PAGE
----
Right around the time when I was thinking I should probably get in touch soon and verify these plans, she sent another mail to confirm the show and installation dates.  I had been meaning to take a ride up that way to measure the space, but as you all know, it has been a very busy autumn, so that never happened.  A few online photos gave me at least a partial sense of the space, and I had been given the one direction that they preferred recent work.  So I put together an assortment of prints from the last several years representing different aspects of my work.  The two most recent saints (which may also be my two most recent prints), the smoking piece (set on a street, it will be viewed from a street), and four of the boardwalk prints.  A few pieces required reframing this afternoon, but then I got everything packed up and loaded my car, including my trusty two wheeled hand truck, which has seen a lot of work these past few month in moving from one apartment to another.  Parking in Red Bank's business/cultural district is traditionally a challenge, but I was lucky enough to find an empty street spot on the same block as the gallery.  I could have carried the work by hand in two trips from the car, but with my wheels, it was easily done with one.

They were just finishing up the intake of a small works show that will hang in the main gallery for the month.  Elaine arrived and moved two portable walls into place.  We divided up the 7 works into what seemed the best way to fill the walls, then hung them on screws driven into the walls.  Above and below are the left and right side windows.

I still need to put together a statement and type up a price list, but I can bring those to the opening reception on Saturday, December 7th from 6 to 8 pm.  Art Alliance is at 33 Monmouth Street in Red Bank.  The gallery hours are Tuesday to Saturday, noon to 4 pm, but since my work is in the window, you can see it 24 hours a day until the show ends in early January.

Monday, December 02, 2013

Table Talk part 52

With my apartment cleaning project done, I could go back to the Studio for one last bit of table work.  Herb had been concerned about getting all the tables out of the lobby before tonight's big holiday tree lighting and concert, so I went directly to the first floor and found they were indeed gone.  I then went downstairs to the table shop and found the drop leaf table sitting in the hallway outside our locked door.  Well, that is the one I came for anyway.  I had done some experiments last week and knew there were a few more things that needed fixing.  I brought it into the table shop and put it legs up on a work table.  I had seen last time that one of the sliders was broken- a screw no longer holding.  I took that inside stop and trimmed its width by about an inch or so, so that its span matched that of the two sliding pieces.  Besides providing fresh places to drill the holes for the screws, fixing the width of the end would let me add sliding guides as I did for two of them last week.  Did it for the last remaining one as well.  Did a little sanding as well before I put it back in place.  In the above photo, the one on the left without the stain on the top is the newly repaired stop.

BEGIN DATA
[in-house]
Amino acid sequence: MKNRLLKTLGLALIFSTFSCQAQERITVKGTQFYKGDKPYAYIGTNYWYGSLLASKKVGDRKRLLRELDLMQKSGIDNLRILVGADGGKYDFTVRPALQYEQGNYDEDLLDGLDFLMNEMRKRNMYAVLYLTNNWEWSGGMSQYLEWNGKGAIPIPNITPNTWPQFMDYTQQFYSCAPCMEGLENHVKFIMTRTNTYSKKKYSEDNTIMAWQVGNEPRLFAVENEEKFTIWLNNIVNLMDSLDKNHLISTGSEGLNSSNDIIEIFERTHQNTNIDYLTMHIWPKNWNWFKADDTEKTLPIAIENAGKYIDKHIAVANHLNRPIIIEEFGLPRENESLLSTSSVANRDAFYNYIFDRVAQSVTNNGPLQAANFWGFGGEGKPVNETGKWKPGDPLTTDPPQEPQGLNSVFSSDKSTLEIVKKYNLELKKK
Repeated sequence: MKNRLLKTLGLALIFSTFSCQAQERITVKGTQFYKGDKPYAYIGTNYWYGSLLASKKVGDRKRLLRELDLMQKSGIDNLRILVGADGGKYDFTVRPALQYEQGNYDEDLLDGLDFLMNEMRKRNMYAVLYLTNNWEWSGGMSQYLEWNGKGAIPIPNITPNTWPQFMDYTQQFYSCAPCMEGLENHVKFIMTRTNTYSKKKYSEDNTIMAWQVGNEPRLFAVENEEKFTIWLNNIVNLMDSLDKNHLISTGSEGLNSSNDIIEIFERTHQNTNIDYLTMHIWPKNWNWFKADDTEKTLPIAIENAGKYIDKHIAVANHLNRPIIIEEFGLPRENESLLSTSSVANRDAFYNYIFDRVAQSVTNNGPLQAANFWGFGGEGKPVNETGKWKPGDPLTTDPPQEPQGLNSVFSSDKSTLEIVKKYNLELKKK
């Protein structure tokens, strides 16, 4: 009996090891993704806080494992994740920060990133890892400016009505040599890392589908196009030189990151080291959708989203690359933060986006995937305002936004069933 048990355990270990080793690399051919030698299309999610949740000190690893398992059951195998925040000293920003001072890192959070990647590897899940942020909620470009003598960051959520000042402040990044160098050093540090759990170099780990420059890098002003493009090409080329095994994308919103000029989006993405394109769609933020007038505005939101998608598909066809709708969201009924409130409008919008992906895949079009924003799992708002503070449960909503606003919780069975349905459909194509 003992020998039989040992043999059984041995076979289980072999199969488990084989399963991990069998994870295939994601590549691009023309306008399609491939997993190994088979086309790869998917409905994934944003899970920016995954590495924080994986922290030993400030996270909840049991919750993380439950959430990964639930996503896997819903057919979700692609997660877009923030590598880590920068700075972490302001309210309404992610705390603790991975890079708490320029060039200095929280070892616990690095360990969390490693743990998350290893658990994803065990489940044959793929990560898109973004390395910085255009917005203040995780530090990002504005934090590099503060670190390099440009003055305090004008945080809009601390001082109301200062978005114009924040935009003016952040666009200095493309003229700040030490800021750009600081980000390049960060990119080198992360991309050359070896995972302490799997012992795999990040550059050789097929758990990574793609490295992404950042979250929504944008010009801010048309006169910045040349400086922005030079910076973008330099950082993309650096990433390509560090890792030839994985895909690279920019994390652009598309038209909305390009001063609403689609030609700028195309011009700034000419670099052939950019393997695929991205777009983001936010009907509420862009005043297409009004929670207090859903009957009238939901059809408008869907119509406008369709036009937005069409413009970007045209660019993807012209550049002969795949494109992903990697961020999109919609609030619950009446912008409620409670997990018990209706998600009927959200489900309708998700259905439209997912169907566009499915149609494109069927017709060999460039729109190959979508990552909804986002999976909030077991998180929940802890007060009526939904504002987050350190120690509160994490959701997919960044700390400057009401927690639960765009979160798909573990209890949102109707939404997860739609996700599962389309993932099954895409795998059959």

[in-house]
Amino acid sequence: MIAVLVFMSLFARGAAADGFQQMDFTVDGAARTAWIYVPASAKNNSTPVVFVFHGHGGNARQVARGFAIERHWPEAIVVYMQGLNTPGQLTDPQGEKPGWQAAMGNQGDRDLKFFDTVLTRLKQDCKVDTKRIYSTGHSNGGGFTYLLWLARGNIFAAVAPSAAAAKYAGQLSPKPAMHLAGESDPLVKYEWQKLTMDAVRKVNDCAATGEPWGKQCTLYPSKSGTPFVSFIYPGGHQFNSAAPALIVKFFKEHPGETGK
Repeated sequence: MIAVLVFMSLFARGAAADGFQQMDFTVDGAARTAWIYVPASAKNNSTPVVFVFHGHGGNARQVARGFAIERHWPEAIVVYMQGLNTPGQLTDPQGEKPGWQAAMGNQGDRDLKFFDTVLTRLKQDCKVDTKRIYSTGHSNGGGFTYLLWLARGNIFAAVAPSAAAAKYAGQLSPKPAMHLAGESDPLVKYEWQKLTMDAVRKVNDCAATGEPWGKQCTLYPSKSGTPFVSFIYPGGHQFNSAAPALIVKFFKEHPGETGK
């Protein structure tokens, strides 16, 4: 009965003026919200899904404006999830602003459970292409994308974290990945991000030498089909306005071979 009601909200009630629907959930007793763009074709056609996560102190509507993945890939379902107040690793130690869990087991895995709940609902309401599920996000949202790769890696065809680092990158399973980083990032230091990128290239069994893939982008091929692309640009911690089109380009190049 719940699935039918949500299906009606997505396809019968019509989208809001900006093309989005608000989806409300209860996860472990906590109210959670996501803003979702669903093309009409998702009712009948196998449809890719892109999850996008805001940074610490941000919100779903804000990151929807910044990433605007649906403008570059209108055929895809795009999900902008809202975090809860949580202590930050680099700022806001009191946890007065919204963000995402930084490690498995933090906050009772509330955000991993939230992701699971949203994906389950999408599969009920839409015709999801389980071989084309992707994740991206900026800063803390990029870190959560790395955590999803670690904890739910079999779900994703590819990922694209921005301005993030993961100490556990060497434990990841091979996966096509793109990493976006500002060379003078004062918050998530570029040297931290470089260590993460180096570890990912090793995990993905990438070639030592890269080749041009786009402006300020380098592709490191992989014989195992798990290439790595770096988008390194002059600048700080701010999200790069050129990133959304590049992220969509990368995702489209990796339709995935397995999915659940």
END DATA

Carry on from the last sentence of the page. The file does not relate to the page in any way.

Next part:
Put it back on its legs and brought it back out to the hallway.  I had wondered if the table was out there in case someone was maybe coming by to pick it up.  I couldn't reach Molly by phone, so I just left her a message saying what I had done and that it was ready to go if someone was coming for it.    And with that my part of the project should be officially over.  There are still three tabletops for Molly to carve, but only she can do that.  Since I've taken it this far, if I run across the finished tabletops in the Studio, I'll get photos and post them here, but my next time working with wood will be a print.

Sunday, December 01, 2013

Relief, and I don't mean carving wood

Haven't made a whole lot of prints this year, so I'm looking forward to resuming my boardwalk series soon, though I'll probably work on my annual Christmas card first.  Regular readers know that working on the Table Talk project has taken up a lot of my available time since the summer, but so has another project- moving from one apartment to another.  The process has been going on for a while, but this weekend I put in two very long days, and now it's pretty much done.  I still have to gather up some of my cleaning supplies and equipment, but that can wait until the morning.

Besides the impact that this process has had on my artistic output, the real reason that I'm posting these photos is that it's the only way my mother will believe that I actually got the place emptied and cleaned.